I heard Don groan 15 feet below me. I had just led an old-school 5.9 gear line, and Don—a relative neophyte—couldn’t pull the crux moves as he followed the route.
I was belaying from the top of the pitch in guide mode on my trusty ATC Guide. God, what a device! Easily my favorite piece of gear. I love to wax poetic to friends about how brilliant it is, despite how simple it is.
“Want to give it one more go?” I shouted down to Don, whom I couldn’t see below the bulge of which I was atop.
“Sure, what the hell,” he yelled up. Same result. Hanging, stuck. Time to pull out all the stops and see what tricks I had in the bag.
I’ll just haul you up,
I said, thinking it would be a good opportunity for me to practice my 3:1 hauling system. It was only 15 feet to the top, and likely only three or four feet of hauling until he would be through the hard section and could continue climbing himself.
“No, I think it’d be better if you just lower me,” he said.
I started fumbling around with a sling, trying to thread it through the ATC Guide so that I could provide a counterweight by stepping into the other end, thereby releasing the rope from its locked position. After threading the sling, I went about setting up a backup belay on a munter.
What’s going on?
Don asked impatiently, clearly tired after having tried the crux some nine or 10 times. I explained I was in the middle of setting up a munter back up, and he said it wasn’t necessary. We had a couple back and forths about this, and suddenly—don’t ask me why—I started second-guessing myself. Doubt crept into my mind … He seemed super confident that I didn’t need the backup … I decided to forego the minimal work I had left to set up a backup belay and to just release the device from guide mode instead. I stepped into the sling attached to the belay device and eased my weight onto it.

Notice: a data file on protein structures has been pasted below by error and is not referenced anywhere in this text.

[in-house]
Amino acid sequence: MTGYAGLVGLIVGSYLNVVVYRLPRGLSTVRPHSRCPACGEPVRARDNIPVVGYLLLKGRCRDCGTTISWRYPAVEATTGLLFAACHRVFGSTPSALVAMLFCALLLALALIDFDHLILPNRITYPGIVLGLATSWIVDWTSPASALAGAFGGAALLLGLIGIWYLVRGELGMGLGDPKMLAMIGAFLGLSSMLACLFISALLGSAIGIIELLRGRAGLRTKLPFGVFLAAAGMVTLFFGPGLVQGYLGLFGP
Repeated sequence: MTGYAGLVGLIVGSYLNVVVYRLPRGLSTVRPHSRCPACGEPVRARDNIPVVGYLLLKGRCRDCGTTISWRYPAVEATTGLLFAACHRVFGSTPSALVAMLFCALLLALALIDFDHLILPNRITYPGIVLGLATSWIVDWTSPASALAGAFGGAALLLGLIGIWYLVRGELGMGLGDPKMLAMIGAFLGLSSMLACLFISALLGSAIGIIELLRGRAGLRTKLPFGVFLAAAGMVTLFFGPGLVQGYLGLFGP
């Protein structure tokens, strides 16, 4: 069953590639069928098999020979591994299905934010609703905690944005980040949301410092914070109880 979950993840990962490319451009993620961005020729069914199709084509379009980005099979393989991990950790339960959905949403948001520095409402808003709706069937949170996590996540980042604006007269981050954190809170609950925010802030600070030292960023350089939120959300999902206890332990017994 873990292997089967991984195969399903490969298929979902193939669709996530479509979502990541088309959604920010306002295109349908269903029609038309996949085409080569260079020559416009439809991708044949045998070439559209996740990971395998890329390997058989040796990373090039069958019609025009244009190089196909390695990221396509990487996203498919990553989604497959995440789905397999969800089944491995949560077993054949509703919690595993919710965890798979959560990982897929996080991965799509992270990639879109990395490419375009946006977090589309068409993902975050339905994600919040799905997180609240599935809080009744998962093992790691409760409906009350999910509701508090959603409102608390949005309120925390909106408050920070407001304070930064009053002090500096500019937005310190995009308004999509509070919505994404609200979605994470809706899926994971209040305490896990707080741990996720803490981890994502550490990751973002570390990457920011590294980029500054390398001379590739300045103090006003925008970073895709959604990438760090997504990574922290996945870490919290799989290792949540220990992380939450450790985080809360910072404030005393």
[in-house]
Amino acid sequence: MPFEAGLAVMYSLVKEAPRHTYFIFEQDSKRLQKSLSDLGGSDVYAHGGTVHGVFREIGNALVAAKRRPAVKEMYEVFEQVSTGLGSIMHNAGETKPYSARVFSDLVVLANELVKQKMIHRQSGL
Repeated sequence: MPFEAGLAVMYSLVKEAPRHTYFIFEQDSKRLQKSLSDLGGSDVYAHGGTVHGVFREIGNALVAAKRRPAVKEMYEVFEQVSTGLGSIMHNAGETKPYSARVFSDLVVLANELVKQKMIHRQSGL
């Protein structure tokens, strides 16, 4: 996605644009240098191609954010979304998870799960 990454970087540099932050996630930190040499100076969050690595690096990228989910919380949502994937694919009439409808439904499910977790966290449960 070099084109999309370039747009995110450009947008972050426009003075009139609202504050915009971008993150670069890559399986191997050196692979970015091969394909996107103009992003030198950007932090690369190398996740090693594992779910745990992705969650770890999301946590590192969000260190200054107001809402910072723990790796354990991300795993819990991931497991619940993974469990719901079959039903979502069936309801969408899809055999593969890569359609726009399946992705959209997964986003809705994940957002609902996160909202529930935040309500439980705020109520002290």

I felt the rope zipping through my brake hand and instantly tightened my grip in an effort to stop it. I also took my foot out of the sling—the ATC returned to guide mode and arrested Don’s fall.
“Whoa … what just happened?” I heard Don say with confusion down below.
“Duude… I’m so sorry,” I said, in disbelief.
I was in shock. How could I have just done that? I knew what would happen, but for some reason let doubt overpower my confidence in my knowledge. Don had luckily only plummeted 10 feet and was still well off the deck, but I just as easily could have killed him if I had reacted slower.
I looked down at my brake hand: white streaks of singed flesh glistened on my finger pads and palm, slippery and smooth to the touch.
What I learned
It’s the most serious climbing mistake I’ve ever made, and it taught me an important lesson.
While it’s important not to be cocky or conceited; while it’s important to listen to other points of view and be open to learning from them; while it’s important to be able to acknowledge when you’re wrong; while all of this is important, it’s also crucial to have confidence in one’s own skills and proficiency.
If you know you’re right, don’t defer to someone because you’re insecure or non-confrontational, don’t let someone bully you. Be confident in what you know. Assert your correctness. (And never lower your partner in guide mode unless you have a back-up rigged.)
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